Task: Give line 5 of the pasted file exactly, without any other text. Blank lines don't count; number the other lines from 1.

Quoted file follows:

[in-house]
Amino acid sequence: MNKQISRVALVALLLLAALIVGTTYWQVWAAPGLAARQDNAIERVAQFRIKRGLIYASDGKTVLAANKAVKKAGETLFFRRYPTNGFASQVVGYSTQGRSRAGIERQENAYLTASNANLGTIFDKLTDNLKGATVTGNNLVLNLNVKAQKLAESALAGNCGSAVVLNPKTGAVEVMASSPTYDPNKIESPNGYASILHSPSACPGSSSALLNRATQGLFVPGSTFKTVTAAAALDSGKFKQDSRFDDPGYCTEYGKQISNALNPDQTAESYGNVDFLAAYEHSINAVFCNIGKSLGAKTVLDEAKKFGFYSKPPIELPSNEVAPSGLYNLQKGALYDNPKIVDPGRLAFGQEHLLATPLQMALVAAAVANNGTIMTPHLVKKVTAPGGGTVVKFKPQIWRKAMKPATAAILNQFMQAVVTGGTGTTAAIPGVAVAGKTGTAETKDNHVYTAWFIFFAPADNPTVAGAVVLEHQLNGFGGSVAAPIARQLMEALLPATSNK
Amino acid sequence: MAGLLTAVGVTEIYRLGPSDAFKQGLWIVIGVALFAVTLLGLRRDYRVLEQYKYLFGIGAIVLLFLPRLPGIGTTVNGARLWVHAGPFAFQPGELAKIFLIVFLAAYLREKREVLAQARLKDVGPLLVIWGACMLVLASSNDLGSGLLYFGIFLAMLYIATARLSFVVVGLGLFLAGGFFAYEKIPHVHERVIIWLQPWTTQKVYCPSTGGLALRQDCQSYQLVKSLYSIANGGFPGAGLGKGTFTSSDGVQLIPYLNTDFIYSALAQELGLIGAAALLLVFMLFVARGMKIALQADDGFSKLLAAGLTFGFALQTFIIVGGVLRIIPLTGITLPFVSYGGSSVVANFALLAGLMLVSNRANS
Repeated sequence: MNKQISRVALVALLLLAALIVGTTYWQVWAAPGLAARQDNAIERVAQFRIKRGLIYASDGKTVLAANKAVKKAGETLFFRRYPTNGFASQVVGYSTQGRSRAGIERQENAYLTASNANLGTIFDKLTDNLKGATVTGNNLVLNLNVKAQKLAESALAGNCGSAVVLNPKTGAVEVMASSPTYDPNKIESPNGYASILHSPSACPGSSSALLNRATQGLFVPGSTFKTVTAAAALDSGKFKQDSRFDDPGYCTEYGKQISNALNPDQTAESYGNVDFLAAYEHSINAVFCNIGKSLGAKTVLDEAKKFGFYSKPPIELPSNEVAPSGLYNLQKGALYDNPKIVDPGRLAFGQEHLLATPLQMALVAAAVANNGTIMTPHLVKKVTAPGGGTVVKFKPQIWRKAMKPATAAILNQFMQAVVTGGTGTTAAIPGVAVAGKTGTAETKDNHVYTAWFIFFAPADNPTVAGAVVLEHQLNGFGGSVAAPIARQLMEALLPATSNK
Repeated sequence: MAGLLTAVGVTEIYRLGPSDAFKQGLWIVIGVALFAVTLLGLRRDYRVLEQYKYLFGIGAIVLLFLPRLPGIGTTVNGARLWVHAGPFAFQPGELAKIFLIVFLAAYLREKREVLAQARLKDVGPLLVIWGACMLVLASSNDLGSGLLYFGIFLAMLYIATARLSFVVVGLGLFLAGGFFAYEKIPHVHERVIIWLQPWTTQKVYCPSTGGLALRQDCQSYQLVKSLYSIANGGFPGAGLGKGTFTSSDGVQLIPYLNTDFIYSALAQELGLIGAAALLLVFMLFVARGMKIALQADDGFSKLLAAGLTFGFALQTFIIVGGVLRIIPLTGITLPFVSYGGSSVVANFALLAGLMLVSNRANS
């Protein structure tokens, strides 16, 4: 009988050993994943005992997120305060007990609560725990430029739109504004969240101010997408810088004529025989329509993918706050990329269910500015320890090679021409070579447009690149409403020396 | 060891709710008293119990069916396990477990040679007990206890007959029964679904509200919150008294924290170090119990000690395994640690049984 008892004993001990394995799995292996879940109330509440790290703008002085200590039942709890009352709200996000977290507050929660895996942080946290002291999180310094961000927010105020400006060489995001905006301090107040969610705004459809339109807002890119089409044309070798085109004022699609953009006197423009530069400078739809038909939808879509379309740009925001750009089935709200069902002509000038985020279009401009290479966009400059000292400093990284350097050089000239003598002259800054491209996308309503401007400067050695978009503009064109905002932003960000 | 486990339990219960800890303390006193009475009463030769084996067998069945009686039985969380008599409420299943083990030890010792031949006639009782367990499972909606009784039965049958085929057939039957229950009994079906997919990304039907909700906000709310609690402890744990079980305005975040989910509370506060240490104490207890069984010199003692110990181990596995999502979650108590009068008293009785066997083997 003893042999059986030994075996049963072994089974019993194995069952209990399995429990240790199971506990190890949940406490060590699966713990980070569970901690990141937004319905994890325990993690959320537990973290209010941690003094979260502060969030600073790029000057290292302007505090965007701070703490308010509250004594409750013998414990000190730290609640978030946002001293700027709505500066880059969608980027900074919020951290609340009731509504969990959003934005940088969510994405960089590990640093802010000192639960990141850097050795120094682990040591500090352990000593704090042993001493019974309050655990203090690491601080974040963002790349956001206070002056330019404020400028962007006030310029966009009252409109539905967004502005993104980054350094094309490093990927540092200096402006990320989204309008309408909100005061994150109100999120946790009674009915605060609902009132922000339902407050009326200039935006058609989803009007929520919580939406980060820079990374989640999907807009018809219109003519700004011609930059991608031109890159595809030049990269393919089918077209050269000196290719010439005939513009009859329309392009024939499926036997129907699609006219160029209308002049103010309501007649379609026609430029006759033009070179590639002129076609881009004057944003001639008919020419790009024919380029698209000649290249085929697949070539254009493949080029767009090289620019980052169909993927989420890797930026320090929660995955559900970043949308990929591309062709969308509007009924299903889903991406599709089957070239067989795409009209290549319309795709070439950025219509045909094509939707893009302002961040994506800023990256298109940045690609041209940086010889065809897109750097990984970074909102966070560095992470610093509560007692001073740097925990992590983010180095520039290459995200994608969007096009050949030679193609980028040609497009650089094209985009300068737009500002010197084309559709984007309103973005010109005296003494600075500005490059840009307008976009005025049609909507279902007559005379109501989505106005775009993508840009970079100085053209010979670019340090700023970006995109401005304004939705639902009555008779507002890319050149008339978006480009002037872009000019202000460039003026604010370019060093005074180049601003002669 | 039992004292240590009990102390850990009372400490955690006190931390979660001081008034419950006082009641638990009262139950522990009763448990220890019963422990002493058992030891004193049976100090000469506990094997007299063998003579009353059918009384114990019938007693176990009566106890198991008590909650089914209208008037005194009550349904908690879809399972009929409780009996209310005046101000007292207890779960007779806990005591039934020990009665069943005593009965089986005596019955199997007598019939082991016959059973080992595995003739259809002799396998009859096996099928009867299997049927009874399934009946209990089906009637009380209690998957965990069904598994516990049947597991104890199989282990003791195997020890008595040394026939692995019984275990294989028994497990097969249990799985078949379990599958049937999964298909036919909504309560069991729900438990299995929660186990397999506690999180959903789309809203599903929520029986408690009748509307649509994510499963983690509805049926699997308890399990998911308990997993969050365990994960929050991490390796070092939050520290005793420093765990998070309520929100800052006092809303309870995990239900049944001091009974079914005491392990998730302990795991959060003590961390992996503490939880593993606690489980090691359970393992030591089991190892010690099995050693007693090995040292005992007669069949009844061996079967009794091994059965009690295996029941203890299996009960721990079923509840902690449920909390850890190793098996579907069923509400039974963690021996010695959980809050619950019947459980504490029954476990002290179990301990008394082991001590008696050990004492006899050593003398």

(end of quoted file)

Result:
Repeated sequence: MAGLLTAVGVTEIYRLGPSDAFKQGLWIVIGVALFAVTLLGLRRDYRVLEQYKYLFGIGAIVLLFLPRLPGIGTTVNGARLWVHAGPFAFQPGELAKIFLIVFLAAYLREKREVLAQARLKDVGPLLVIWGACMLVLASSNDLGSGLLYFGIFLAMLYIATARLSFVVVGLGLFLAGGFFAYEKIPHVHERVIIWLQPWTTQKVYCPSTGGLALRQDCQSYQLVKSLYSIANGGFPGAGLGKGTFTSSDGVQLIPYLNTDFIYSALAQELGLIGAAALLLVFMLFVARGMKIALQADDGFSKLLAAGLTFGFALQTFIIVGGVLRIIPLTGITLPFVSYGGSSVVANFALLAGLMLVSNRANS